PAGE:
Foot traffic in New York City’s business districts, critical to its revenue, is still down 33 percent from what it was prior to the COVID-19 lockdowns, one of the worst recovery rates in the U.S. according to a new study.
The study, conducted by the University of Toronto, analyzed the number of visitors—including day shoppers, tourists, workers, and residents—in the business districts of major cities across the United States and Canada. The researchers used a sample of “mobile device activity” to estimate unique foot traffic from March to June 2023 compared to that same period in 2019.
For New York, the study combined Lower Manhattan and Midtown; even with Wall Street and Times Square included, the city was still seen to be a third emptier than it was before the pandemic.
— New York Post (@nypost) November 6, 2023
The study showed a percentage greater than 100 percent if the foot traffic increased since 2019. The only city that saw this was Las Vegas, NV. Cities that reached into the 90s were El Paso, TX; San Jose, CA; Bakersfield, CA; Oklahoma City, OK; Miami, FL; Tucson, AZ, and Mississauga, ON.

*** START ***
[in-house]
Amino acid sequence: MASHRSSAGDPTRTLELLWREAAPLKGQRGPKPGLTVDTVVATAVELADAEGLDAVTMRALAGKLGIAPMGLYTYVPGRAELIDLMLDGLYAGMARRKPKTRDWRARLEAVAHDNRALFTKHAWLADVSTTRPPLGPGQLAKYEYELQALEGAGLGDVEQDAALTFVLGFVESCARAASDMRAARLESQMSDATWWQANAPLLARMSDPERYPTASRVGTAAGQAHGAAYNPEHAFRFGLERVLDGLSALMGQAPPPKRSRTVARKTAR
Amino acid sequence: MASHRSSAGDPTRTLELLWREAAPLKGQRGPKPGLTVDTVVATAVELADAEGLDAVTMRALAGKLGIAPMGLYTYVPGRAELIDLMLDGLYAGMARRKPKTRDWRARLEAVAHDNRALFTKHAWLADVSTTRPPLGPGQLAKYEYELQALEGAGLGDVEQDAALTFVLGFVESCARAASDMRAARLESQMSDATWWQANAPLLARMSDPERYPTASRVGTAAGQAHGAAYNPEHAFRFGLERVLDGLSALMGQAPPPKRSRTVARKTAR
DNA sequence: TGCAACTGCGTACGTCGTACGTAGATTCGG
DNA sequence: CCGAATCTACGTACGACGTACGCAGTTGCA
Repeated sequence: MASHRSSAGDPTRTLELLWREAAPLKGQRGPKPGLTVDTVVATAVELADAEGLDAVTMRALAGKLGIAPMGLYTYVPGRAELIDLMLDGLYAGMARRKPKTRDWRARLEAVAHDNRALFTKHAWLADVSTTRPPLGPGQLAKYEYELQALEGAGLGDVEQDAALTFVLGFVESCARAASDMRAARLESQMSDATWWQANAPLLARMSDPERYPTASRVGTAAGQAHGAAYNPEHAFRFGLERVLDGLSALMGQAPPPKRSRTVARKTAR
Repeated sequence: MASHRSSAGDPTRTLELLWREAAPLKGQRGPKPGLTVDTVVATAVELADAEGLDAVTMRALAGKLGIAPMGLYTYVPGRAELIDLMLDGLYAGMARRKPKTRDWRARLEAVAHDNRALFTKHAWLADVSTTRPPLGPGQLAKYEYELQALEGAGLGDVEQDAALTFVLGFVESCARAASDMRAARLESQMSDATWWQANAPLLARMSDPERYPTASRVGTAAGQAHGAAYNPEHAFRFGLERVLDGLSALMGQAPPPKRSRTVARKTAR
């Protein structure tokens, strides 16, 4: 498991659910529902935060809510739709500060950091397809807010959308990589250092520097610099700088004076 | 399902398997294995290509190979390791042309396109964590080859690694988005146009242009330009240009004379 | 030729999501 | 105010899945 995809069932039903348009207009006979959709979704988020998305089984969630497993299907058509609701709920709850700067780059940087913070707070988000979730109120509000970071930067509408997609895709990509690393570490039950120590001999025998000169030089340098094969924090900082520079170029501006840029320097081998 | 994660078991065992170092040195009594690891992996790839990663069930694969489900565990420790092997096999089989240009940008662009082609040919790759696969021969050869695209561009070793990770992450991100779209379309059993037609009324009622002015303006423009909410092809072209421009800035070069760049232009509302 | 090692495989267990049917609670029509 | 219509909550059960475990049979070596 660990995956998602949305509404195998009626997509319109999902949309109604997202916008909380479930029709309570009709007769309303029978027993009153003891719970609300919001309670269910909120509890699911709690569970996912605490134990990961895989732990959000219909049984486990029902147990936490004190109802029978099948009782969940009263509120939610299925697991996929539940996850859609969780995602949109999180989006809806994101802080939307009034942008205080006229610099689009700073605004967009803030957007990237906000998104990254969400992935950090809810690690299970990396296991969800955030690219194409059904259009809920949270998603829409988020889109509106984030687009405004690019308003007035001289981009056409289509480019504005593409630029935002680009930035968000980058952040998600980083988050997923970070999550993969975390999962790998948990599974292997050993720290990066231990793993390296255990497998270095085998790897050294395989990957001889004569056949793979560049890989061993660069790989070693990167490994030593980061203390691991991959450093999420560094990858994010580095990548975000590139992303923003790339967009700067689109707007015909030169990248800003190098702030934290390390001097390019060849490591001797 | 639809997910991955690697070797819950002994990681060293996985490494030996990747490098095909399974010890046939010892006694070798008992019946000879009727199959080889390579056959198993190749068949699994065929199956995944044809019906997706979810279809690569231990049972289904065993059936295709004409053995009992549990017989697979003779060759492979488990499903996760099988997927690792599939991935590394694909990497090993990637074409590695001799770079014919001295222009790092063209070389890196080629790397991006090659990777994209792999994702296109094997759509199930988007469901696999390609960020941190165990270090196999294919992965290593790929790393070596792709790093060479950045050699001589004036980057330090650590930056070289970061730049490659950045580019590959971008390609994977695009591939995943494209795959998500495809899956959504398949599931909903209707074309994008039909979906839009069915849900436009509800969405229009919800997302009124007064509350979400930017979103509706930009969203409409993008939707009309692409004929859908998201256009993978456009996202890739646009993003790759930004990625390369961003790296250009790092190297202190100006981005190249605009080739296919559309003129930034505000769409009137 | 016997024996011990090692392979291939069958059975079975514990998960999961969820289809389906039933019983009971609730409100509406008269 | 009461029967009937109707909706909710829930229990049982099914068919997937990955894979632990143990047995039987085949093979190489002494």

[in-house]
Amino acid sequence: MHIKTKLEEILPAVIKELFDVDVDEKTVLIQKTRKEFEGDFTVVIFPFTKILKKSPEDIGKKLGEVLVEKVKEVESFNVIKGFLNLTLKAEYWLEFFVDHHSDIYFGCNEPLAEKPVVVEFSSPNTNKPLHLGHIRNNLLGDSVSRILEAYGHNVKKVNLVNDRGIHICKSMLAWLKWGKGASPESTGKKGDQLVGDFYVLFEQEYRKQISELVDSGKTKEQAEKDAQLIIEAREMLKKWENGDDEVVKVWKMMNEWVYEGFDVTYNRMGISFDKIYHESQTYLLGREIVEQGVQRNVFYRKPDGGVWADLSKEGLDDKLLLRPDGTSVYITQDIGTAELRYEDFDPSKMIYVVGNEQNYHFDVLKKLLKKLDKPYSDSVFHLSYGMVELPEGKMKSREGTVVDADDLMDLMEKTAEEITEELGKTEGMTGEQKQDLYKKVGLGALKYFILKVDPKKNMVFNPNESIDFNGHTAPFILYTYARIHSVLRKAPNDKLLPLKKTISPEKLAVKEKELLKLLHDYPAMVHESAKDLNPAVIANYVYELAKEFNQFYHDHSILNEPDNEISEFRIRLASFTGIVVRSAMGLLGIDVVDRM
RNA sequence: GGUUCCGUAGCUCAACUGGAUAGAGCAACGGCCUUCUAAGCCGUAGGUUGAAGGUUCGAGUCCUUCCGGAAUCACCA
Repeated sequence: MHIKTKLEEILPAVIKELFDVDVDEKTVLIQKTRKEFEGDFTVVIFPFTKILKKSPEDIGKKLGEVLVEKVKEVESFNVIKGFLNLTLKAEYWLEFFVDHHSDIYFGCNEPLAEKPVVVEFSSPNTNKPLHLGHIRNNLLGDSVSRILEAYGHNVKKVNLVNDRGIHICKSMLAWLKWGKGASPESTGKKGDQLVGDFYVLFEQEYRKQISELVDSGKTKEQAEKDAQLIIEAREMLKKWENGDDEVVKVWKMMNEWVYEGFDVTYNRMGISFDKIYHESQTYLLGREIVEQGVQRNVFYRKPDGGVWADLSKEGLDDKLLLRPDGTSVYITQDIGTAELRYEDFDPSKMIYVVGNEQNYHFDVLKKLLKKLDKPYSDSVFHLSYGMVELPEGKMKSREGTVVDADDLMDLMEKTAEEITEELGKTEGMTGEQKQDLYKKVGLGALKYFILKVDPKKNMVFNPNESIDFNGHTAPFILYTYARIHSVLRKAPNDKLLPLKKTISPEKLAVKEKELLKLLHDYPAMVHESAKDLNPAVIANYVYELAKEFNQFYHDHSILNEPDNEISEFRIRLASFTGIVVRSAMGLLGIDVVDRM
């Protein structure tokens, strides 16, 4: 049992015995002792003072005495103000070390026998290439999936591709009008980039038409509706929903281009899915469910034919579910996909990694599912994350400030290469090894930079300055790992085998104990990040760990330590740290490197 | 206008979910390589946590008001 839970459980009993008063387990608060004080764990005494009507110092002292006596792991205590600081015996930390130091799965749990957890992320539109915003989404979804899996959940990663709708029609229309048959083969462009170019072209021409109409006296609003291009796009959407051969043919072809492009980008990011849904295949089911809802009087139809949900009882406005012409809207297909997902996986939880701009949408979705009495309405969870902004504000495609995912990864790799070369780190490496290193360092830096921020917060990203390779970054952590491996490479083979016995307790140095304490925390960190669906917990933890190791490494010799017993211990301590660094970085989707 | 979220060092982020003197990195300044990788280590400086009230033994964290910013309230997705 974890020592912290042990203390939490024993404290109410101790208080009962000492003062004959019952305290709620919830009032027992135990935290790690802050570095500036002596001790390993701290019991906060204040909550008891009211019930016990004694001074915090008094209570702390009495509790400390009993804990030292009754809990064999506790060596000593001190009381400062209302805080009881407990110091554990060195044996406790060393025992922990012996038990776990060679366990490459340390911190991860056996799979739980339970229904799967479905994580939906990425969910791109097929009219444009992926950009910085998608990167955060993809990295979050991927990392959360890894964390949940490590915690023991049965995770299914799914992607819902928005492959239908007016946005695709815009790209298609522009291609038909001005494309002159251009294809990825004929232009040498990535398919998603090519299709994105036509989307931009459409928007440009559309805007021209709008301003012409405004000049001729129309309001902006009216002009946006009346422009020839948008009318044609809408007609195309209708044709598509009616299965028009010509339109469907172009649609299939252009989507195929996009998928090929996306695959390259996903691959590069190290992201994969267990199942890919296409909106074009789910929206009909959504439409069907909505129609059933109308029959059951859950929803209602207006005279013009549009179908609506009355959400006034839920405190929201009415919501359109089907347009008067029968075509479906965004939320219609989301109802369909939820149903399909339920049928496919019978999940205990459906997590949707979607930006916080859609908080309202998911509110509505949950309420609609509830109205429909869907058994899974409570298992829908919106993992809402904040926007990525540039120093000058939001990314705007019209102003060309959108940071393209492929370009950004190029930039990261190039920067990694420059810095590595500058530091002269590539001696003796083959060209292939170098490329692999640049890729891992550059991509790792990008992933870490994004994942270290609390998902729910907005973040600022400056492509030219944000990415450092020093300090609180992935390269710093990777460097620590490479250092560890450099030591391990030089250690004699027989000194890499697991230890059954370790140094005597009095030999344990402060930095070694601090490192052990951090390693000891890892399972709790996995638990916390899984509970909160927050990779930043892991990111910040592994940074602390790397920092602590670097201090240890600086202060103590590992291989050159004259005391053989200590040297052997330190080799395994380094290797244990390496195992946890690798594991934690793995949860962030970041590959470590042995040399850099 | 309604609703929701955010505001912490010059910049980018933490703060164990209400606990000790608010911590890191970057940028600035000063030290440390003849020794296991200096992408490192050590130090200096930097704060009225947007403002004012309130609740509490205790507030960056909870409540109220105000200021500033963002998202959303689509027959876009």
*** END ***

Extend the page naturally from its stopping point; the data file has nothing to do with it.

Cities that did the worst, with percentages in the 50s and low 60s, were St Louis, MO; Louisville, KY; Minneapolis, MN; Seattle, WA; Columbus, OH; Portland, OR; Chicago, IL; Raleigh, NC; Houston, TX; and Cincinnati, OH.
Other cities that saw a decline of 33 percent like New York included Sacramento, CA; Detroit, MI; Albuquerque, NM; and Pittsburg, PA.
The New York Post spoke to John Catsimatidis, a billionaire businessman and CEO of a Manhattan-based supermarket chain.
“I’m very concerned about New York City,” he said. “Right now, Manhattan has one nail in the coffin. If you impose congestion pricing to enter the business district, you’ll put two nails in the coffin.”
He added: “You see nobody walking after dark.”
Meanwhile, Democratic Councilman Keith Powers blames the low traffic on a lack of affordable housing.
“We’ve made steady progress in getting people back to Midtown, but we need to be forward-thinking about the future and recognize changes to the work place,” he argued. “One of our strategies is rezoning Midtown South to incentivize more housing and create a 24/7 neighborhood.”